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What is a reefer truck or trailer?

To be able to transport temperature-sensitive products, trucks and trailers must be able to keep a consistent temperature regardless of the outside weather and windchill. In hot weather, a unit must be able to cool, while in very cold weather a unit might need to heat the consignment.

A reefer is a truck or trailer which has a refrigeration unit and a thermostat.

Also called chiller trucks, they can be small class 1 trucks right up to the largest combination vehicles. Reefers come in two types of body: box body (or hardside) and curtainsider. Box body reefers have more natural insulation. Curtainsiders run insulated curtains, which are harder to slide backwards and forwards, but make up for the loss of thermal mass. Curtainside reefers, as standard benefit from being able to be loaded and unloaded from both sides along the length of the deck, as well as from the rear. However, custom bodies can be ordered, like this one from T&G.

Custom doors on either side of this class 4 truck give full access to the deck
This class 4 rigid truck has the chiller unit above the cab. It’s usual for box body trucks and trailers to have a rear door and at least one set of side doors to make it easy to deliver partial loads, but they’re not as convenient as curtainsiders unless the doors are full length
This rigid chiller truck has smaller doors for its load compartments; multiple compartments may be kept at different temperatures

The refrigeration unit sits at the front of the semitrailer or pull trailer, or above the cab in a truck.

Reefer semitrailers
Refrigerated pull trailers
On the rear b-train trailer, the chiller unit can be at the top front of the trailer, but sometimes it’s underneath

Reefers have a control panel to set the temperature and monitor the load. The driver sets the thermostat well before they reach their pickup point so that the chiller has time to adjust the load space to the correct temperature.

Reefer control units allow the driver to set the temperature and type of chiller cycle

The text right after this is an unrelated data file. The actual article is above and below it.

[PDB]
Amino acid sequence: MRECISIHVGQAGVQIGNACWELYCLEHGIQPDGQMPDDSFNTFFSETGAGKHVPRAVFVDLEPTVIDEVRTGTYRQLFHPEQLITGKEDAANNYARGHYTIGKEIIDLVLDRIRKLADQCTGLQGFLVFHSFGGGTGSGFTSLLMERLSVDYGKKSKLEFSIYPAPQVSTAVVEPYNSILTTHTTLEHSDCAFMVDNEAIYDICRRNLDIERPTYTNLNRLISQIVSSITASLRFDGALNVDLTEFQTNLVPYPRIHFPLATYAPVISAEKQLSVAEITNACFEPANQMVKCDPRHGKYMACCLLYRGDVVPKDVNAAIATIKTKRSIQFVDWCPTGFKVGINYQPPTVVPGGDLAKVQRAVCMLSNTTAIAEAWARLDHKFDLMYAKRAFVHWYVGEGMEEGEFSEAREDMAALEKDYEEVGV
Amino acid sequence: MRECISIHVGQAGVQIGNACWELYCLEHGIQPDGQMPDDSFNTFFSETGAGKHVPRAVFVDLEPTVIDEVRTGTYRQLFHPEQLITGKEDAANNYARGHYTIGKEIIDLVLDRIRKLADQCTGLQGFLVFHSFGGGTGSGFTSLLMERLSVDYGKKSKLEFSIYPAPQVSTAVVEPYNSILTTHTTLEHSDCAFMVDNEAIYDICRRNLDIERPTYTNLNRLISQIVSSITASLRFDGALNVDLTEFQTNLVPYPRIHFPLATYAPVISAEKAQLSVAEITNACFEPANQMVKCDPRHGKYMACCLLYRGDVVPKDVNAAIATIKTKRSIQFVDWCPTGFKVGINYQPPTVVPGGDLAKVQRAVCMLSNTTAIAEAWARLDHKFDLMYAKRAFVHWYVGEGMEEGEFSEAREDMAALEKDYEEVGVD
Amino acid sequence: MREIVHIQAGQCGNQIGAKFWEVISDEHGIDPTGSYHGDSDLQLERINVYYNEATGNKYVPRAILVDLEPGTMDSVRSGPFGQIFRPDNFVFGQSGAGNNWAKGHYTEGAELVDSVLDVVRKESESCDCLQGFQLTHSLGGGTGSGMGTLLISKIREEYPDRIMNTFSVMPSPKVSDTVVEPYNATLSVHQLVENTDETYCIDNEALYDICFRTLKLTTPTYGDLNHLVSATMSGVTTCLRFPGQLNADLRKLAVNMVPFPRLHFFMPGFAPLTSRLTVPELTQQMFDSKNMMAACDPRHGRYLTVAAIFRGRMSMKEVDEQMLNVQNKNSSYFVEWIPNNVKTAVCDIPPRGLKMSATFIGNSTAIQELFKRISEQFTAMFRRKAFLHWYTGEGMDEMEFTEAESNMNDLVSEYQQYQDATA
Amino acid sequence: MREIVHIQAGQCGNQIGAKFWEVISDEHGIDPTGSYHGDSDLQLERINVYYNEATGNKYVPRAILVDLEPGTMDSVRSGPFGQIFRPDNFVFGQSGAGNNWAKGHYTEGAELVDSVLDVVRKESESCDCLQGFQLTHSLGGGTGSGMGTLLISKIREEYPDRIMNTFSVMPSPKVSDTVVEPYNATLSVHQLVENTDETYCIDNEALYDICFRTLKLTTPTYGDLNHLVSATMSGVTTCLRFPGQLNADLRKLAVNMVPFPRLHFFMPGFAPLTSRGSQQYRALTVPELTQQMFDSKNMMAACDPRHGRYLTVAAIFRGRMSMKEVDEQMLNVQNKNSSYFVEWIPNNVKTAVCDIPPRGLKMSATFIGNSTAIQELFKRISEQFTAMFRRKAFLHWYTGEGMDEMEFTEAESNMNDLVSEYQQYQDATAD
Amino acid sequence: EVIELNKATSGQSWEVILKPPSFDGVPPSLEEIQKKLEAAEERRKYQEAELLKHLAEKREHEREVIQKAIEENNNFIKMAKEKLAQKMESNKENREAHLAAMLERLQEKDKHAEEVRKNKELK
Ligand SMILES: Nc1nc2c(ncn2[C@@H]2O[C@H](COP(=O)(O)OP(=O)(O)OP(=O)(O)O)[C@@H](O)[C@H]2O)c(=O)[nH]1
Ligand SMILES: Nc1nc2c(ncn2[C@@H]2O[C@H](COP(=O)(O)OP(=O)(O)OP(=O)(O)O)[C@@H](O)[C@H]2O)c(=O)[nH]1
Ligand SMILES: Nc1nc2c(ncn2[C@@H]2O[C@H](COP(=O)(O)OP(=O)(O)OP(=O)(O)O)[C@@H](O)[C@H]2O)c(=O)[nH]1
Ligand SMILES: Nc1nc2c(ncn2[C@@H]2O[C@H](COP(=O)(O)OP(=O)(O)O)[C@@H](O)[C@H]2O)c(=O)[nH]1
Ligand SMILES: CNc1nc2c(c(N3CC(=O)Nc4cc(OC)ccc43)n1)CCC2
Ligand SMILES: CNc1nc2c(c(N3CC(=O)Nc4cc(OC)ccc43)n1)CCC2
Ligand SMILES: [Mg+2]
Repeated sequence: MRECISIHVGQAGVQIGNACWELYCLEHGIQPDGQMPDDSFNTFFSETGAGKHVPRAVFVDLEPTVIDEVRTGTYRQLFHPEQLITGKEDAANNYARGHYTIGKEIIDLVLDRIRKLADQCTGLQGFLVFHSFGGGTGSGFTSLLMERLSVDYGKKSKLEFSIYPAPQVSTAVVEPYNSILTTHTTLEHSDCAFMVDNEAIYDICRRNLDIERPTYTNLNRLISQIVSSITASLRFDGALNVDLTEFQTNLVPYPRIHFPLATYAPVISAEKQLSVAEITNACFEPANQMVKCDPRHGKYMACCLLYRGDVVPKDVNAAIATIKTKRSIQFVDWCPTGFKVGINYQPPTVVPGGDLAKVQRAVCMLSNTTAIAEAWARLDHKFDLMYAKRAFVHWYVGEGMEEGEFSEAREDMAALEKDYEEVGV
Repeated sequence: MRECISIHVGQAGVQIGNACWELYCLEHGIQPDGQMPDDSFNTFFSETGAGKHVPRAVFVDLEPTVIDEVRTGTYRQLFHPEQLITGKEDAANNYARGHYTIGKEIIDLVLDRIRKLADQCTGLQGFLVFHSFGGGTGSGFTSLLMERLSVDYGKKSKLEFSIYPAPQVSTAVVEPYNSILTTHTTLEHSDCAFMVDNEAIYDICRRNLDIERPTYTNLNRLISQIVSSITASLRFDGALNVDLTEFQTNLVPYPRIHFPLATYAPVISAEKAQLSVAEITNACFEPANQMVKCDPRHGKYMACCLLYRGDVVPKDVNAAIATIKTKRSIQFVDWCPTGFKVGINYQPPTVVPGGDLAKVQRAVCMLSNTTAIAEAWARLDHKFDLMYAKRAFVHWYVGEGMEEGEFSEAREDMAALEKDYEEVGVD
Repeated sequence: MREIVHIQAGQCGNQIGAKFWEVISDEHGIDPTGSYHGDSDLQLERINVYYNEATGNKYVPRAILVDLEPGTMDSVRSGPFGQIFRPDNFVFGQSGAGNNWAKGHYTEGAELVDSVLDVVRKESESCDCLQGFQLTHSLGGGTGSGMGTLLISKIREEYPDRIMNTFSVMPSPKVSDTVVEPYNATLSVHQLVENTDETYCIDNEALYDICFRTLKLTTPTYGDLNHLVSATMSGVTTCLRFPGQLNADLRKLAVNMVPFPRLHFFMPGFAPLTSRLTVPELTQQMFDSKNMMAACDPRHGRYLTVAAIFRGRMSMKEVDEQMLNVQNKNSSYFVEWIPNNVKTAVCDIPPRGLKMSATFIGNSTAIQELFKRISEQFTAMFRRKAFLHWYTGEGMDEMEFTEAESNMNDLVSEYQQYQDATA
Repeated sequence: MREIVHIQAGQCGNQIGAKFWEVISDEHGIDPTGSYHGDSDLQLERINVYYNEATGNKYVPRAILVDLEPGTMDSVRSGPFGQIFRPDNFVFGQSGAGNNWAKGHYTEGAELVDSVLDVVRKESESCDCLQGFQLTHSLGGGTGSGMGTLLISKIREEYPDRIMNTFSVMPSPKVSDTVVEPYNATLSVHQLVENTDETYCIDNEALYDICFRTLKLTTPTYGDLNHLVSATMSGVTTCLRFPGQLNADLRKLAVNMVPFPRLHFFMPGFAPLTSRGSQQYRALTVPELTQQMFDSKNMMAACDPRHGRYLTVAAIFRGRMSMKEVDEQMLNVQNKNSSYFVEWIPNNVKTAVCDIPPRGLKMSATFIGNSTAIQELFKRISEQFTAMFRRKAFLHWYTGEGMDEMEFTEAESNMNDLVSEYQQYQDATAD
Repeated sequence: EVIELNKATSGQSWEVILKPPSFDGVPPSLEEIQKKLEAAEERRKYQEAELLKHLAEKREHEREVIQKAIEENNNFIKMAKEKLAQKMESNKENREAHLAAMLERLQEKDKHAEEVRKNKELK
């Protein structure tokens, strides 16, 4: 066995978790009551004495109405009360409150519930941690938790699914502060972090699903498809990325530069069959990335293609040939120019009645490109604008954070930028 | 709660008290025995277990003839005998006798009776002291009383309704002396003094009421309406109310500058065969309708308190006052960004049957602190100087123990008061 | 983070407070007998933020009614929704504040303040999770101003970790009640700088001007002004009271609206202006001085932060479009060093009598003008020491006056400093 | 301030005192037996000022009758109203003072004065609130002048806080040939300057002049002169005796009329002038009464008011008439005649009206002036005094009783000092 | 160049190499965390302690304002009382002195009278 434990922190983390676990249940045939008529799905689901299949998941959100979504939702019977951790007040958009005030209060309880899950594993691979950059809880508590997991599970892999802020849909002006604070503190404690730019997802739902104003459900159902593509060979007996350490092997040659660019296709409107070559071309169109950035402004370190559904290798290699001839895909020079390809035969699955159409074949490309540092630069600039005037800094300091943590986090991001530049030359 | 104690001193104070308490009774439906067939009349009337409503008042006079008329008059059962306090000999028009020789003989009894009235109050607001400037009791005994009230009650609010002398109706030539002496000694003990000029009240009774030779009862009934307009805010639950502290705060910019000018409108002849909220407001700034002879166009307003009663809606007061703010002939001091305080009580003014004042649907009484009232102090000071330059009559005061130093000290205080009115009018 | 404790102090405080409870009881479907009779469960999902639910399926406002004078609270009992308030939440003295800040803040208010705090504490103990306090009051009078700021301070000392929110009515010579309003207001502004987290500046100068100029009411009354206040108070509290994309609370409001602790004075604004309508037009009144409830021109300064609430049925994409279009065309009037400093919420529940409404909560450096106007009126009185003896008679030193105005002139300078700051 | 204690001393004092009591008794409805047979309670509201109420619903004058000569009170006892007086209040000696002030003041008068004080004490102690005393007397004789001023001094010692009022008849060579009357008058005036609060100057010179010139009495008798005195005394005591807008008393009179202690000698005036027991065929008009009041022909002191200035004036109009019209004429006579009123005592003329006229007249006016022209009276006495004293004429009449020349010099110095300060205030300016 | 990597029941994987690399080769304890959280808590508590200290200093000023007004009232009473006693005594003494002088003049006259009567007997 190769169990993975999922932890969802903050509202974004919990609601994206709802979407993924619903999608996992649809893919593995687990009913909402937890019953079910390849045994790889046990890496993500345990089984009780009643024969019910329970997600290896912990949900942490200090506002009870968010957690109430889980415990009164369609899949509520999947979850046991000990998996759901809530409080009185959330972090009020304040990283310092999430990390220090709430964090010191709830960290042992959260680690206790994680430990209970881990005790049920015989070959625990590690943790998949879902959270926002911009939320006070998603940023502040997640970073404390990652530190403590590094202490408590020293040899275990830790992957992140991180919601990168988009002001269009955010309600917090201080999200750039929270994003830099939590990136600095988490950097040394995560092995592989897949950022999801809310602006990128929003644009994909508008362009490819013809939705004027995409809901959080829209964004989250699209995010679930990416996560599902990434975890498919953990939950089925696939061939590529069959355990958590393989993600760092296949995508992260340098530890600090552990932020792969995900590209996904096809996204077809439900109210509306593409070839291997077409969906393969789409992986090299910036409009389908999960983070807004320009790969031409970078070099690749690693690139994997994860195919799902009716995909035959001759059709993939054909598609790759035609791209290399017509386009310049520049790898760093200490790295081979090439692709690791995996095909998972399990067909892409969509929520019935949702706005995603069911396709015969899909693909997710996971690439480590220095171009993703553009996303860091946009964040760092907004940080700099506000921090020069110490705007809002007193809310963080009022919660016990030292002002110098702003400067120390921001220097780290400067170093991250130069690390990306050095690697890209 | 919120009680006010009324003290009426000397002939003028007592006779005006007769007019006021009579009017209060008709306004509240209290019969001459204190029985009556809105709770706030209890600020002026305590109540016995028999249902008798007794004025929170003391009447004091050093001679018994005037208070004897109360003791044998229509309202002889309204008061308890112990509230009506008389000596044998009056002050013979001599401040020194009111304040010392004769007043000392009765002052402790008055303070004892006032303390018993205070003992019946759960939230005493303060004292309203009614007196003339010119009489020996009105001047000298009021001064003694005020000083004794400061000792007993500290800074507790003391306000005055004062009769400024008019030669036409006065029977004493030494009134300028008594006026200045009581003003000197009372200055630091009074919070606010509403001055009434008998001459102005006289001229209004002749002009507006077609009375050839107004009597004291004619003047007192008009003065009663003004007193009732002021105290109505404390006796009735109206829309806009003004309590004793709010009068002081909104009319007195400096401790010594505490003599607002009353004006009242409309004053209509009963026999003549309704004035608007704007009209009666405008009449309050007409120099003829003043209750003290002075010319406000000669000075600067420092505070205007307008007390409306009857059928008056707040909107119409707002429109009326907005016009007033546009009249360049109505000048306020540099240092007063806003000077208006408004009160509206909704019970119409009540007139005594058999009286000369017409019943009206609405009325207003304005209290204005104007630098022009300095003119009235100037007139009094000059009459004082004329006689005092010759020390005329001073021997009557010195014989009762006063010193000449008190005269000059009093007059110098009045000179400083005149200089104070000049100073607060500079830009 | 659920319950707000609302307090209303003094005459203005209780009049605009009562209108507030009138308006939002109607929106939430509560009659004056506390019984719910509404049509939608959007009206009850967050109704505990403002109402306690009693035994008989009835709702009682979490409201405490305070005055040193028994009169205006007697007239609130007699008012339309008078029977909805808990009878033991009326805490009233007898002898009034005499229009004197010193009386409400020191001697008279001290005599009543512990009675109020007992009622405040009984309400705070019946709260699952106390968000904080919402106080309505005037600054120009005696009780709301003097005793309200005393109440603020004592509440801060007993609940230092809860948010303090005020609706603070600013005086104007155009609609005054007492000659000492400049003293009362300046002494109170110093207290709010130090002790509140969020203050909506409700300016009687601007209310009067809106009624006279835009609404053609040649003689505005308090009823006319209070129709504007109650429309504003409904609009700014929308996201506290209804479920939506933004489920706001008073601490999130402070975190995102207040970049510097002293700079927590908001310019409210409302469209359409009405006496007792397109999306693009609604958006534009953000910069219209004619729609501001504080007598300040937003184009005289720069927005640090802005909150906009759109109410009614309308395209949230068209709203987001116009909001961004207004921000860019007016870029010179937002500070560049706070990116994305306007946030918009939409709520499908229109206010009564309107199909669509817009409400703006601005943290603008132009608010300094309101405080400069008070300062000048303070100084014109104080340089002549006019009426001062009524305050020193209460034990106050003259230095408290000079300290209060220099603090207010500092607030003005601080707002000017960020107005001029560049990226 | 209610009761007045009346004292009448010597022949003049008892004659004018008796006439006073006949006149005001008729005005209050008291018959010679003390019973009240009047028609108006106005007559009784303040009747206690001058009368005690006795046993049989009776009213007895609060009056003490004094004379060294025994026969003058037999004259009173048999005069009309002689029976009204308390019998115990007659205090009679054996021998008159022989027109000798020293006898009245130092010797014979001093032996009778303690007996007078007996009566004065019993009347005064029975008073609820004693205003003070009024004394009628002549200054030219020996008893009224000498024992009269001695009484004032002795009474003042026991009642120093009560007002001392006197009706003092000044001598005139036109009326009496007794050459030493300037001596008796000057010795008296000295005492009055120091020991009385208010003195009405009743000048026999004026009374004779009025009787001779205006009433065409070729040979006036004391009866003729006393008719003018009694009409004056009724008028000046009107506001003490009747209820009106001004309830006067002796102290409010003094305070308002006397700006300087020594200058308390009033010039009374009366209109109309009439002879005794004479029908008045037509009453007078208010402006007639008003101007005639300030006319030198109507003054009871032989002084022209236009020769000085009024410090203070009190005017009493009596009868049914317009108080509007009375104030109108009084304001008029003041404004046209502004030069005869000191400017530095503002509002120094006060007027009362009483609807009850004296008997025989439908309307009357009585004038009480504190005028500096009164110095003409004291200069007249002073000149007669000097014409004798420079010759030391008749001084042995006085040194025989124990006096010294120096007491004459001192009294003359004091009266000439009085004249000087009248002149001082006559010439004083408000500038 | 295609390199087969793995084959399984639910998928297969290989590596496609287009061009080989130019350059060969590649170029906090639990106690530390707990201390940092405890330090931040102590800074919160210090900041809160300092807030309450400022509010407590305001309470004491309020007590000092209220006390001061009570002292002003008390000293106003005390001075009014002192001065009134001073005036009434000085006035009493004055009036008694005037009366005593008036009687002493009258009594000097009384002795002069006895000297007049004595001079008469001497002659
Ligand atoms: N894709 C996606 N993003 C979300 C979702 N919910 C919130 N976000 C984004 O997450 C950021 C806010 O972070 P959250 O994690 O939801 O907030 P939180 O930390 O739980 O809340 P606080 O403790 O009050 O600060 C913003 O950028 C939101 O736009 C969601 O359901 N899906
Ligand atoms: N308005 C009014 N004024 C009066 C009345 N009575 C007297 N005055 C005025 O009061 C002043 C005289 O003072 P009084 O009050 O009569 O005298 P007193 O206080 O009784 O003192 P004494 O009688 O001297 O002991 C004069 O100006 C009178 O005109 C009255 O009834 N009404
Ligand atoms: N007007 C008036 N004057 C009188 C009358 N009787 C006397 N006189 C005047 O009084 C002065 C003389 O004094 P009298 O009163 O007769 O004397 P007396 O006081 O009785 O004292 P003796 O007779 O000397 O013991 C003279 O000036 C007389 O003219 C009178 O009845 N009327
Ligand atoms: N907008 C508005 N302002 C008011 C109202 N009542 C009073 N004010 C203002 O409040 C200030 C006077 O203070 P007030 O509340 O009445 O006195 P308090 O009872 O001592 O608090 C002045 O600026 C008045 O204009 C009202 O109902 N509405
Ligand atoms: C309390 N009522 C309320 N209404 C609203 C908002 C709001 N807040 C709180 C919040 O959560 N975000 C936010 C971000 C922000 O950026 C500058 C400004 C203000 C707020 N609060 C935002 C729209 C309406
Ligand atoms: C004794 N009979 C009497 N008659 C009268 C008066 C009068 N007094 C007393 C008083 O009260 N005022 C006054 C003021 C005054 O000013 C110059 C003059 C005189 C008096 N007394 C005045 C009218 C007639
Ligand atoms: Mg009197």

This is the reefer controller for a b-train (the rear trailer)

The driver will wait until the last minute to open the doors or curtains, so as to maintain the temperature inside. The vast majority of chilled trucks and trailers are white because they reflect the most heat, meaning the chiller doesn’t have to work so hard.

Fuel for the chiller unit is contained in a tank underneath the trailer. These typically allow up to a few days of continuous operation, depending on the difference between the outside and inside temperature.

The fuel gauge should always show more than 3/4 full when you pick up a load; some companies won’t let you take a load unless you have a certain amount of fuel for the chiller

Within the trailer, the floor has channels to allow air to circulate. The cool air is introduced from the front, near the chiller unit – you can see the vents at the top of the bulkhead, below.

Metal rails down the side are for clipping load security devices
Chiller outlet at the front of a chilled curtainside trailer. The curtains are dual-layer and are more spongy and difficult to draw back than a standard curtainsider. The metal rails in the curtainsider are for supporting the roof and curtains

Dual temperature reefers are available, as are double-stacking reefers that have a mezzanine floor so that produce that can’t be stacked too high can be transported more efficiently.

Chilly bungs are used for partial loads so that the reefer doesn’t have to cool the whole trailer, or when it’s possible to have dual temperature zones.

As refrigerated loads are often delicate or fragile, it pays to have good quality air suspension. The trailer should be cleaned out between loads so that it doesn’t smell or go mouldy.

Chilled trucks have rubber seals on the doors to keep the cool air in and the warm air out.

There are refrigerated containers, too. These sit on skeletal or flatbed trailers.

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Darren is a member of the Institute of Advanced Motorists and the NZ Motoring Writers' Guild

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